A string is a data type used in programs to denote a sequence of characters. Strings can be used to represent names, addresses, documents, emails, and messages.
Strings are available in practically every programming language. We will use Python to illustrate strings but similar notation is available in other languages as well.
Strings can be used to denote names. For instance, “Mickey Mouse” is a string which we can store in a variable called, say, “name”. Here is some Python code for this purpose:
The first line declares the variable called “name” and stores “Mickey Mouse” in it. When we print this string variable, we obtain the output:
Strings are case sensitive
Because strings are a sequence of characters, the specific sequence of characters uniquely define a string. Thus for instance, the following two variables do not denote the same string.
We can confirm that these are not the same as far as Python is concerned with the following piece of code:
The output is:
We can expand the above program to create a replica of the first string, like so:
The output is, as expected:
Strings are taken literally
A string is just a collection of characters - nothing more, nothing less. For instance, the following is a string:
The output is:
Note that 3+4 is a string because it is encapsulated in quotes. Strings are not evaluated in any manner. So “3+4” when printed gives, literally, “3+4”.
Strings should not be confused with integers
Consider the following program:
The program creates a variable called “x” and assigns it an integer value, namely the number 5. Then the program creates a variable called “y” and assigns it a string value, namely the string “5”. Of course, these two variables are not the same. As a result the rest of the program prints:
When should I use strings?
You should use strings to store and represent anything that should be interpreted literally without any calculation or computation. For instance, names, addresses, paragraphs of text, books, the content of a webpage, messages (like emails, tweets) can all be stored as strings. Note that a complete document comprising multiple paragraphs can be stored as a single string using special characters such as “newlines” (denoted as “\n” in many languages). For instance, below is a paragraph with embedded newlines:
The output of this program will be:
How are strings stored in memory?
In most programming languages, strings are stored in memory as an array of bytes, with each byte denoting a character. An encoding scheme such as Unicode or ASCII is used to represent the characters. For instance, a string such as “Kodeclik” is stored as a string of numbers, each number representing the ASCII code of one of the characters in the string. For instance, the ASCII code for “K” is 75, the ASCII code of “o” is 111, and so on. We can confirm this by using the ord() function in Python:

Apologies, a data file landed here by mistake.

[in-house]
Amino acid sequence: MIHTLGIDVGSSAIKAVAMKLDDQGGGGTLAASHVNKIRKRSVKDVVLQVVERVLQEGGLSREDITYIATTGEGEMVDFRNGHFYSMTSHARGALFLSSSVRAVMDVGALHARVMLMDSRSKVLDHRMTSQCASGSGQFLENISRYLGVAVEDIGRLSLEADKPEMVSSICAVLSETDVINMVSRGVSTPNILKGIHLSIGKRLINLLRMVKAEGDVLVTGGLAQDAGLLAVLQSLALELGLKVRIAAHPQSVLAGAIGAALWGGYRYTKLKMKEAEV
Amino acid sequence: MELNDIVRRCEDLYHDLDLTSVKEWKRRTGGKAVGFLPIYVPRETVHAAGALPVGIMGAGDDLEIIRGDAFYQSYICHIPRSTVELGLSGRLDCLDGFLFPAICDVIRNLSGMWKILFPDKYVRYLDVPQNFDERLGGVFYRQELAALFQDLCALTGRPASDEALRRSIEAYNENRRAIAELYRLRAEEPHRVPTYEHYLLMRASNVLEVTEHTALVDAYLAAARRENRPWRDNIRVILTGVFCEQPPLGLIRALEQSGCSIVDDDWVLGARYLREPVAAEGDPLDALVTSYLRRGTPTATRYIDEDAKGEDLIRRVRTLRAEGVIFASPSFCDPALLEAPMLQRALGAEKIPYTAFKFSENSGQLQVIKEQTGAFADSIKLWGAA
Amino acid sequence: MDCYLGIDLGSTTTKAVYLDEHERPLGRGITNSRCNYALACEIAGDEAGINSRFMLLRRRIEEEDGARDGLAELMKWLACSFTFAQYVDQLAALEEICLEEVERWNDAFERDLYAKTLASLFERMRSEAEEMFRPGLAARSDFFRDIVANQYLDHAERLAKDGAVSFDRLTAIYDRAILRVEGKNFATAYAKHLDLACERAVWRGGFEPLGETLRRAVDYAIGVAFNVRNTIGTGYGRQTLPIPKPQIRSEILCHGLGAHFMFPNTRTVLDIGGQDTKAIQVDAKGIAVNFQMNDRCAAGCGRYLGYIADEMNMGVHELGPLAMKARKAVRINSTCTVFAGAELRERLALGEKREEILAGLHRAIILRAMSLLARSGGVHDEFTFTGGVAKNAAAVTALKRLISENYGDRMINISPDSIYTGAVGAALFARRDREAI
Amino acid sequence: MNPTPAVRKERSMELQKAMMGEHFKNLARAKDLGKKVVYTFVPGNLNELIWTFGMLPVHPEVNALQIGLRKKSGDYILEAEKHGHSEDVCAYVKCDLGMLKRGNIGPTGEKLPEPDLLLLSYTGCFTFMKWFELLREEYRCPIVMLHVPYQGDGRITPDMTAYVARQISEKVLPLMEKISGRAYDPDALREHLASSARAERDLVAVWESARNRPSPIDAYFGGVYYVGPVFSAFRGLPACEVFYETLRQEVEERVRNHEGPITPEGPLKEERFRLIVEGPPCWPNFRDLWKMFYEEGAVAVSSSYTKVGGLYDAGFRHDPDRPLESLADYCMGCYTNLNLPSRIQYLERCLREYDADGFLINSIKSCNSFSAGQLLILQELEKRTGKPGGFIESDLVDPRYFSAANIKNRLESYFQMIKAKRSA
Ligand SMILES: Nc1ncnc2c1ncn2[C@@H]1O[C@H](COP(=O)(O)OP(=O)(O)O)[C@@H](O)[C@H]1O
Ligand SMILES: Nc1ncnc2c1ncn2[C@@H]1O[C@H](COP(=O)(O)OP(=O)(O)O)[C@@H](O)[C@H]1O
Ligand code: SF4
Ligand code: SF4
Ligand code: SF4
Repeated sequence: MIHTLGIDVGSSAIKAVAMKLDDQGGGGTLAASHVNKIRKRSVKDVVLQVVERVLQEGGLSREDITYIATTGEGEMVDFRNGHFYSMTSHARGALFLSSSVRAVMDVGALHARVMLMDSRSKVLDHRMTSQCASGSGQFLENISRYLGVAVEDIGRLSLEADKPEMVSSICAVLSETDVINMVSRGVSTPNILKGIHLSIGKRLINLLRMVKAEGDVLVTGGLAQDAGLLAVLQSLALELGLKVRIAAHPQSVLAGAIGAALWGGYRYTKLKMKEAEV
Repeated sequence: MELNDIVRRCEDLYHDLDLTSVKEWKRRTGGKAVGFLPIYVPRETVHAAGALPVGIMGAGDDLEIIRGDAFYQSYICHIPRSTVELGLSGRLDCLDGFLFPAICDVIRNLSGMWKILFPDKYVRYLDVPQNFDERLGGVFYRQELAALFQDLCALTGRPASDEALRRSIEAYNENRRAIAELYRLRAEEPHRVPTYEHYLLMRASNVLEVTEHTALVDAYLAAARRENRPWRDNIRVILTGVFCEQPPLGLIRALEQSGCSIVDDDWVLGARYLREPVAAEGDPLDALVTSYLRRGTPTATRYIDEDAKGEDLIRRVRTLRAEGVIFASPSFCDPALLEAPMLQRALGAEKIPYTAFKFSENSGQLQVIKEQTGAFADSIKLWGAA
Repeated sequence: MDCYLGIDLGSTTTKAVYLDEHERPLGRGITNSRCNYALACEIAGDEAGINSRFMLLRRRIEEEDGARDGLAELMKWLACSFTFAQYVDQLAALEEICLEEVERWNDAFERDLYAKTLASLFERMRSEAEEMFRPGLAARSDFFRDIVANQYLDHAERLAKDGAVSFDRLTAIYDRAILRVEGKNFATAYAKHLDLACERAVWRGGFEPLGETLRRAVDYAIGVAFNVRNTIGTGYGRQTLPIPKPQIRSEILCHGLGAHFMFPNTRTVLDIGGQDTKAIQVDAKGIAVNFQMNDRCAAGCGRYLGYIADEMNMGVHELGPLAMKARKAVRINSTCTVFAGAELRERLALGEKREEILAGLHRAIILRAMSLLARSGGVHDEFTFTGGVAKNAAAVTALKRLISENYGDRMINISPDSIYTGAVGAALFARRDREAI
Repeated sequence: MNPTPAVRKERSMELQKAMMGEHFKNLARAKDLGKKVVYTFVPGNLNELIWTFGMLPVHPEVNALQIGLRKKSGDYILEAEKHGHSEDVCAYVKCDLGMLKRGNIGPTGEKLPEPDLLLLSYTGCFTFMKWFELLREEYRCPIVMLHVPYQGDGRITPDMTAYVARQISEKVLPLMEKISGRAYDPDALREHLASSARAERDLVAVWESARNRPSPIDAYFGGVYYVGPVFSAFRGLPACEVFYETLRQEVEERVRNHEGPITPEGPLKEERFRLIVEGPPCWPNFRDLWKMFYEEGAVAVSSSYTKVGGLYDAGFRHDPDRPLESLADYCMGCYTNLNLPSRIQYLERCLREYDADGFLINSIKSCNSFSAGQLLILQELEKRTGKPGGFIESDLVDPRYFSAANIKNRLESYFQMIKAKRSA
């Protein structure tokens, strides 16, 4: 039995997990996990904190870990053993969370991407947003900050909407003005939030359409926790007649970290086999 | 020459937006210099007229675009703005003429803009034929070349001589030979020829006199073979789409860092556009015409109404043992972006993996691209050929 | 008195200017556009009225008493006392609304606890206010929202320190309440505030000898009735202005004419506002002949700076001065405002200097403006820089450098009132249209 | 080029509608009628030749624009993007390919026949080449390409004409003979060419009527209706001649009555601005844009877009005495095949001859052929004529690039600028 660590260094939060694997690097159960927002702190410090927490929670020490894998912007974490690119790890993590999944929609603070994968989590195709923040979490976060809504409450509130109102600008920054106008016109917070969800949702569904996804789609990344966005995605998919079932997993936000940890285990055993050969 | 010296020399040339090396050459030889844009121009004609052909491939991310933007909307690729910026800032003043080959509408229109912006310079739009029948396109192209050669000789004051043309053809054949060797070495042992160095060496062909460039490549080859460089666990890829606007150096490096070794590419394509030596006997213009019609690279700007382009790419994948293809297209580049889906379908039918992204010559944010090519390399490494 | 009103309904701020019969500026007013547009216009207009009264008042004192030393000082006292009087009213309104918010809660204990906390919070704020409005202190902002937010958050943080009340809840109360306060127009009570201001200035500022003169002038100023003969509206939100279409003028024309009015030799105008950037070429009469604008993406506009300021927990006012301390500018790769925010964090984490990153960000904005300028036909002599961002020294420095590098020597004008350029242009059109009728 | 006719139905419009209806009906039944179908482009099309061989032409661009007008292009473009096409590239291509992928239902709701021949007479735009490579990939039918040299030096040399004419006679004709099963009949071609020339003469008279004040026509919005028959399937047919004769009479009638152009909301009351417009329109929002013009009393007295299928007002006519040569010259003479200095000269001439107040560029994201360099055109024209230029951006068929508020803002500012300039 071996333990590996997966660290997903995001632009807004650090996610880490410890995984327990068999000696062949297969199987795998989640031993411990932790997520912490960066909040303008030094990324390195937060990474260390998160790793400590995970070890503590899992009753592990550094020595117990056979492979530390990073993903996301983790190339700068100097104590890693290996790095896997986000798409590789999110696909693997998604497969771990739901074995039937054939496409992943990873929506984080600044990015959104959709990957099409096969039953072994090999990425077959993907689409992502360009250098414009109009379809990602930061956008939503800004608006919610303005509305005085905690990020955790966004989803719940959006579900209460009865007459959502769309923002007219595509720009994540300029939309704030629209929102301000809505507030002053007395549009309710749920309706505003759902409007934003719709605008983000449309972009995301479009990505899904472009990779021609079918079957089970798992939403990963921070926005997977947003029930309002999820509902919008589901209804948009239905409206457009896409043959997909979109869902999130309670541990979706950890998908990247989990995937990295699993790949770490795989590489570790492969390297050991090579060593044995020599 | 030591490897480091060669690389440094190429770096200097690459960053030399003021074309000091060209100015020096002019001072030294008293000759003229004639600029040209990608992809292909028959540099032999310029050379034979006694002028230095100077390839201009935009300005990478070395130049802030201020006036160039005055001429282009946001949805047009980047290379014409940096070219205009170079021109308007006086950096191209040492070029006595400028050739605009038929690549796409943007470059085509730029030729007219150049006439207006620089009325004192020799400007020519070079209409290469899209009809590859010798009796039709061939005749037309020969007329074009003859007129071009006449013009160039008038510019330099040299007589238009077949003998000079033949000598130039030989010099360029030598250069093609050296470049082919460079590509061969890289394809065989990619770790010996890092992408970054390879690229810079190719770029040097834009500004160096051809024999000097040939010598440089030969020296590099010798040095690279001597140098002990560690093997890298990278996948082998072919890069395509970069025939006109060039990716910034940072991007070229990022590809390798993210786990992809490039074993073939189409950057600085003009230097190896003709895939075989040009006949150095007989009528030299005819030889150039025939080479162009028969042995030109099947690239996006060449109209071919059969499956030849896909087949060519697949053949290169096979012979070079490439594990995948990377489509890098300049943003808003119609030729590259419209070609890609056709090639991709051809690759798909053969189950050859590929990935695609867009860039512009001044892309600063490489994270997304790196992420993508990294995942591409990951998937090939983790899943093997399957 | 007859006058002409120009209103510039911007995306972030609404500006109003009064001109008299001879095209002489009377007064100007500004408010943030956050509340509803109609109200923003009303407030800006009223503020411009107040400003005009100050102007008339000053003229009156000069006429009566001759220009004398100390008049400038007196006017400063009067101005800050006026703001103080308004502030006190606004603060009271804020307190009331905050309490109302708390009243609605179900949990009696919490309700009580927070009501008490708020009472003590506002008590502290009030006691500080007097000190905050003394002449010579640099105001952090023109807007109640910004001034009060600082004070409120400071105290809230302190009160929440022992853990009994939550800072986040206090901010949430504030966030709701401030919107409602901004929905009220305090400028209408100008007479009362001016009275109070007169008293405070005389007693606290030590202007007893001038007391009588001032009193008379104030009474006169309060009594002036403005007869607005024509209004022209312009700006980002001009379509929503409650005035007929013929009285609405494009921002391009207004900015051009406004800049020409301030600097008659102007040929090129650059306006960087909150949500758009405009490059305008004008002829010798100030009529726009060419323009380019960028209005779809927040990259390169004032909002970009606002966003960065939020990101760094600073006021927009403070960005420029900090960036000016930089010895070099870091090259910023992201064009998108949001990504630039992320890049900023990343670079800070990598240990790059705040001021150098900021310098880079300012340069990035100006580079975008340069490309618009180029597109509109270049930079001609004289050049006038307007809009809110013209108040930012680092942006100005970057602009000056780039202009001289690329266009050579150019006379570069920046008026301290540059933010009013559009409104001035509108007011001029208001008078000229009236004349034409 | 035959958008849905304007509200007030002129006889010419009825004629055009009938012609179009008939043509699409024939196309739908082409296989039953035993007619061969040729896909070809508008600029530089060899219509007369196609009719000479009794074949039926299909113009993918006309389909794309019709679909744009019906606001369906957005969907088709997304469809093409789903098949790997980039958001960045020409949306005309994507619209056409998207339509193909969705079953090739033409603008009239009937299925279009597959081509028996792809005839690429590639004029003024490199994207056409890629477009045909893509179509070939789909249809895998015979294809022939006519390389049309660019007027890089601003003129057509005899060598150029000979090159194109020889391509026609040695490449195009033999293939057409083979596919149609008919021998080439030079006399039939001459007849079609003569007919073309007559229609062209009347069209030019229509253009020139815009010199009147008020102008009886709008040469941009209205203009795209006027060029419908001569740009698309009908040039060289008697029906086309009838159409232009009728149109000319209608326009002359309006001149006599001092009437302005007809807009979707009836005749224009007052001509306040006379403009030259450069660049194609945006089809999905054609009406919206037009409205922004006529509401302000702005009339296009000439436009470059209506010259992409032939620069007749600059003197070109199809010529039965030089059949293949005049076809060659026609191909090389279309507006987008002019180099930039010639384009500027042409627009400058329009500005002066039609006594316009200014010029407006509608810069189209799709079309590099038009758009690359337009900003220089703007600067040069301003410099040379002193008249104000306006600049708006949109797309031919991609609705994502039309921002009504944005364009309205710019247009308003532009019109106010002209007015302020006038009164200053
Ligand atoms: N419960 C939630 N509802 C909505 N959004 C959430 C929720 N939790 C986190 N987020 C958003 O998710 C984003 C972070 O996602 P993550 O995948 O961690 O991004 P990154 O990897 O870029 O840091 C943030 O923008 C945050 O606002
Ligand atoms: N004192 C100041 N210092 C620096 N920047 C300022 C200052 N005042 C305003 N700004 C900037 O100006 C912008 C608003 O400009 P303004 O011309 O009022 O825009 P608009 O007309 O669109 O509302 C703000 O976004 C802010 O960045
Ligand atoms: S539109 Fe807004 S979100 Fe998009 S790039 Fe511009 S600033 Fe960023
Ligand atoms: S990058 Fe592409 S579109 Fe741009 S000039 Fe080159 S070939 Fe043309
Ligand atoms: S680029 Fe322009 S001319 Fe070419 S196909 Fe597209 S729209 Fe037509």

The output is:
You can notice from the above output that nearby characters in the alphabet have nearby encodings. For instance, “i” is represented as 105, “k” is represented as 107 because “i” and “k” are separated by only one character (“j” represented as 106).
If you pore even deeper into memory, i.e., in your hard drive, strings are stored in consecutive bytes of memory. To denote when a string ends, a special “end of string” character is often used. This is an implementation detail that most programmers will not need to worry about.
What operations can be performed on strings?
Given a string you can extract prefixes, suffixes and specific substrings of the string. For instance, in Python a string’s contents can be denoted using integer indices (beginning at 0).
The following program:
because K is the first character (denoted by name) and “d” is the third character (denoted by name). You can extract substrings by using range operators, eg:
The first line, namely print(name[0:4]) prints characters from 0 to 3 (4 denotes the end point, one number higher than the index needed), i.e., “Kode”. The second line, namely print(name[4:9]) prints characters from 4 to 8 (again 9 denotes one more than the character index intended).
There is more to learn in this space but we hope we have whetted your appetite about strings and string variables. If you liked this blogpost, checkout our blogpost on integers.
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